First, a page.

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Japan backs n-pact with India
New Delhi, Aug 21 (IANS):
Published on 21 Aug. 2010 11:30 PM IST
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Japanese Foreign Minister Katsuya Okada Saturday made it clear that if India were to conduct a nuclear test, Tokyo will be forced to suspend bilateral nuclear accord and urged New Delhi to ratify the Comprehensive Test Ban Treaty (CTBT).
Calling for a 10-fold increase in bilateral trade which is estimated to be around $12 billion, Okada also stressed that the two countries were confident of wrapping up negotiations for a Comprehensive Economic Partnership Agreement by the time Prime Minister Manmohan Singh visits Tokyo in October.
Indian External Affairs Minister S.M. Krishna held the fourth round of strategic dialogue with Okada, who began his 28-hour visit in the morning, on issues ranging from bilateral economic ties and civil nuclear cooperation to climate change and the UN reforms.
Okada also called on Prime Minister Manmohan Singh and discussed his forthcoming visit to Tokyo.
“I appreciate efforts made by India towards non-proliferation and for creating a nuclear free world,” Okada told reporters at a joint press conference with Krishna after their talks.
Describing the launch of nuclear negotiations with India June 28-29, Okada underlined that it was the toughest decision he had to make as the foreign minister as Japan was the only country to have experienced atomic attacks.
With an eye on nuclear hawks in Japan, Okada countered domestic criticism, saying the agreement with India will not run counter to our goal of nuclear free world if we engage in nuclear cooperation with countries that are not part of the Nuclear Non-Proliferation Treaty (NPT).
Okada stressed that the pact with India will, however, incorporate the philosophy of nuclear non-proliferation and disarmament.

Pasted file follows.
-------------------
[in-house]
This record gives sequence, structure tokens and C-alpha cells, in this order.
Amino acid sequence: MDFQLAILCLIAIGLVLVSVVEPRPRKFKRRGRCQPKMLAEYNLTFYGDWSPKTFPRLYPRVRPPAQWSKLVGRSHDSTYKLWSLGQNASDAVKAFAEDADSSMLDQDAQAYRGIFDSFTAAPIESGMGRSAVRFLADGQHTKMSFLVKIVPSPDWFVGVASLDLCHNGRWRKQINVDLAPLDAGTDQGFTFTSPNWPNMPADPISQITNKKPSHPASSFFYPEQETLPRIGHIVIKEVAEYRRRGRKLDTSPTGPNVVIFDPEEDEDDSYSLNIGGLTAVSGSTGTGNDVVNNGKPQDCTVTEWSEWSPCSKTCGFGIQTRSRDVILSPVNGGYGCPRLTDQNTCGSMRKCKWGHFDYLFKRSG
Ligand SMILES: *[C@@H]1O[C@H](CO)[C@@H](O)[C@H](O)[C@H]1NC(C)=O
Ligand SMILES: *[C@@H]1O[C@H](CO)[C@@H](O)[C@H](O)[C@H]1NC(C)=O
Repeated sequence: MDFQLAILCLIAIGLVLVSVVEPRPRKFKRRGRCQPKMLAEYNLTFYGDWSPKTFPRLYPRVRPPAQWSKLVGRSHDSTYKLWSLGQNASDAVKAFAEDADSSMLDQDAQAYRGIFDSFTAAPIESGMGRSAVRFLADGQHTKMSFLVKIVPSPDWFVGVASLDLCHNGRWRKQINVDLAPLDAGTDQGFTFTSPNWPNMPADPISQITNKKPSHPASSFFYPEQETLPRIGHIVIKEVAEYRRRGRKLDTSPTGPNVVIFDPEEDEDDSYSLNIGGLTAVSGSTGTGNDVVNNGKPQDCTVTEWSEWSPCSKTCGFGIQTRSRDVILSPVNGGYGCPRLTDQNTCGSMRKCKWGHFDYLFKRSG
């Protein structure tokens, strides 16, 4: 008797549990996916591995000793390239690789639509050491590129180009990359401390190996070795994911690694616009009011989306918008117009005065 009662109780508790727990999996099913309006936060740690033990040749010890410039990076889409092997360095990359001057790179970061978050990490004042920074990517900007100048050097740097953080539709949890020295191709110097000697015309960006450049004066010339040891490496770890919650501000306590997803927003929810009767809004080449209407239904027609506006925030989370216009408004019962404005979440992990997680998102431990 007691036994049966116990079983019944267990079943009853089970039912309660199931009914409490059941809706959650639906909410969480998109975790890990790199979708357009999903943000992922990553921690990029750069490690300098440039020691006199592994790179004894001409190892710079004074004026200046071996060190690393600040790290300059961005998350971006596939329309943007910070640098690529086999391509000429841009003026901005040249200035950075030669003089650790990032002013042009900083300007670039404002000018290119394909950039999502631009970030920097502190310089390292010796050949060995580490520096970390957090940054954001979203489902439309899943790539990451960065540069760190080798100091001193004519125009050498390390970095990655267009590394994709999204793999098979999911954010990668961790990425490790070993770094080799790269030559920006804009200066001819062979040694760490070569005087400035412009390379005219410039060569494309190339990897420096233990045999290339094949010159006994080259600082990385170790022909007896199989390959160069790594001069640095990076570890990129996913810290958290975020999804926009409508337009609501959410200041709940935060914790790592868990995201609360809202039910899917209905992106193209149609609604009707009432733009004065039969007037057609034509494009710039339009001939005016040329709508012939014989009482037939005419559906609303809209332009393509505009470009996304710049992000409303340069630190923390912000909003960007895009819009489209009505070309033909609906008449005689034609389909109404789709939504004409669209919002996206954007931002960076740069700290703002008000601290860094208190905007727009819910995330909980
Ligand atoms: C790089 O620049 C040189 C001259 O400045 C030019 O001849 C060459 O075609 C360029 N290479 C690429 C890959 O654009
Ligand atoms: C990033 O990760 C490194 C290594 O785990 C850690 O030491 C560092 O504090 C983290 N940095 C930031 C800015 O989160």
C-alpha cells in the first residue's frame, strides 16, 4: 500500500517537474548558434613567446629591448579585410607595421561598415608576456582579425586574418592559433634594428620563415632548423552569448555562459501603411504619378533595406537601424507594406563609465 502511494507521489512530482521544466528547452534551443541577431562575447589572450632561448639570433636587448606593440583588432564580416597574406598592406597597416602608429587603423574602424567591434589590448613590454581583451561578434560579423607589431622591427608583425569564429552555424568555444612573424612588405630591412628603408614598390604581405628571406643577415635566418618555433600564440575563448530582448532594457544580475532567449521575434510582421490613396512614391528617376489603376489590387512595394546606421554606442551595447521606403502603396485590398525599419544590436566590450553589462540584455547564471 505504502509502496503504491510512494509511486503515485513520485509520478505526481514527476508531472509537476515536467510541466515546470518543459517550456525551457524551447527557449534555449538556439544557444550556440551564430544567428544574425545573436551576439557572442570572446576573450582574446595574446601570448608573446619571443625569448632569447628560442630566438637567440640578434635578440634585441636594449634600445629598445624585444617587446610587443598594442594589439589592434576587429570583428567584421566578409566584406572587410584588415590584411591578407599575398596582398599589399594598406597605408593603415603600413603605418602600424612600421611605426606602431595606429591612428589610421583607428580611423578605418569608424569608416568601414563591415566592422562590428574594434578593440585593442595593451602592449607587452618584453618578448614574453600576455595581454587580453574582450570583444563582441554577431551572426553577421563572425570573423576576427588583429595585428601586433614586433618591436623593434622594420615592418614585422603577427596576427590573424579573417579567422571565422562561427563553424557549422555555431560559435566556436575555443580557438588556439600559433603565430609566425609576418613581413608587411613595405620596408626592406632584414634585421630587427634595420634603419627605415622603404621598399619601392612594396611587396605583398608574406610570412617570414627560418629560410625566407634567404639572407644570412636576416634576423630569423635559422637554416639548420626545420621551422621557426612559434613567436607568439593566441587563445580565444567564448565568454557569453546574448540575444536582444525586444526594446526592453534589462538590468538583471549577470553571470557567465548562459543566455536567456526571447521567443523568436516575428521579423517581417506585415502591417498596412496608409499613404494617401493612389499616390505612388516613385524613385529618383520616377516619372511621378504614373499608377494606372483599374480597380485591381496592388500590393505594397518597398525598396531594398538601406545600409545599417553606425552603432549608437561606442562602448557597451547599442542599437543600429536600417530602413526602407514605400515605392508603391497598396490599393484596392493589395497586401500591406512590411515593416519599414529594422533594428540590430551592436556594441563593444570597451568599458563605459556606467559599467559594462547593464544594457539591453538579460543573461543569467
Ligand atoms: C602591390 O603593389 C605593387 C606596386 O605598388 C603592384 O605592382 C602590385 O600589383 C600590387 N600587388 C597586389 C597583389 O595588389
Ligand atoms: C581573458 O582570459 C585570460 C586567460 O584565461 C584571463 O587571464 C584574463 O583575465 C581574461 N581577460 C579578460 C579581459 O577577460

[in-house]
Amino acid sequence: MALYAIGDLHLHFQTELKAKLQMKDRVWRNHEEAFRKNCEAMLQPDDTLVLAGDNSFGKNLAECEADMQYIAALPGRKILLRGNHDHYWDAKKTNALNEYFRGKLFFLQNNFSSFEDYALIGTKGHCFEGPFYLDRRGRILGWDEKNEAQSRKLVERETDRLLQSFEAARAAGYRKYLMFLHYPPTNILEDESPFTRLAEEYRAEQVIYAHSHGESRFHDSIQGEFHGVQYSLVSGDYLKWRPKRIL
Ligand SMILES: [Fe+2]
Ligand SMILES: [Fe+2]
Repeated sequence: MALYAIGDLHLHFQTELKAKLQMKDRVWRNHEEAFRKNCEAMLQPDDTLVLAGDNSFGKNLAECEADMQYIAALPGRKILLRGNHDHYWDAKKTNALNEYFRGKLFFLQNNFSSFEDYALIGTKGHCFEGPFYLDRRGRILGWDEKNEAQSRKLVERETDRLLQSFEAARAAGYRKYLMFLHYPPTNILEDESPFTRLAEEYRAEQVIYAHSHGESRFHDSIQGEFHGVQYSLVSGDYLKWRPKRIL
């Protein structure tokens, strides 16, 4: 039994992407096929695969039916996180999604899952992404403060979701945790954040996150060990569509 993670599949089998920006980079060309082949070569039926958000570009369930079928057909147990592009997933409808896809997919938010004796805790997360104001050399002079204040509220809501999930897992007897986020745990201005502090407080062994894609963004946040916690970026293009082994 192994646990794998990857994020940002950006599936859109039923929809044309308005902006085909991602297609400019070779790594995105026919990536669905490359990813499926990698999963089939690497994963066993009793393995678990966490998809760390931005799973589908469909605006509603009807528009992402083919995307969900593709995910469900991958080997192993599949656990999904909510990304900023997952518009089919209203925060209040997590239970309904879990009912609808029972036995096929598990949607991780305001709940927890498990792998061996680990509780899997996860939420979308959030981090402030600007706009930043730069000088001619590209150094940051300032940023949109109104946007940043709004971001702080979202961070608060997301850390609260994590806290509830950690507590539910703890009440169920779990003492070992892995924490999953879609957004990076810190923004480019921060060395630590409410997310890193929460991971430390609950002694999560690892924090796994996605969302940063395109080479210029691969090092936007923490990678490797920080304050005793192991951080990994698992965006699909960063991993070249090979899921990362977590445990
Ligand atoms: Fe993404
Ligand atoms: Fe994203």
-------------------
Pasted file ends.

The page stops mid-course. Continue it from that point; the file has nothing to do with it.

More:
Japan attaches great importance to an early ratification by India of the CTBT. Unlike in the past, Japan did not ask for making India’s signing of the NPT and the CTBT as precondition for nuclear cooperation.
However, Okada made it clear that any nuclear test by New Delhi will endanger their pact. “If such a thing were to happen again, Japan will be forced to suspend nuclear cooperation,” he said.
When asked about nuclear testing, Krishna skirted the question but expressed confidence that it will be “a win-win” agreement for both sides. “Japan has commenced negotiations with India to work out a bilateral agreement on peaceful uses of nuclear energy,” said Krishna.
“We agreed that the negotiations will continue quickly and that we will jointly work towards a good agreement which will result in a win-win situation for both India and Japan,” he said, adding that no timeline has been set for concluding this agreement.
There is a strong anti-nuclear domestic constituency in Japan that is opposed to doing nuclear business outside the fold of the NPT.
The mayor of Nagasaki, one of the two Japanese cities hit by atom bombs during World War II, made a declaration Aug 9 which calls for the abolition of all nuclear weapons in the world.
However, India is confident of further progress in negotiations by the time Manmohan Singh visits Tokyo towards October-end.
Japanese companies like Hitachi and Toshiba do not want to miss out on India’s growing nuclear pie, estimated to be worth $150 billion.
Krishna also thanked Japan for for removing 11 Indian entities from its end user list, saying it will “provide a big boost to high technology trade between India and Japan.”
The two ministers also gave a fresh impetus to enhanced consultations between India and Japan for expediting the reform of the UN Security Council.
Krishna and Okada, along with the foreign ministers of Brazil and Germany, will meet on the sidelines of the UN General Assembly in New York to carry forward their joint effort as part of G4 for reform of the Security Council.

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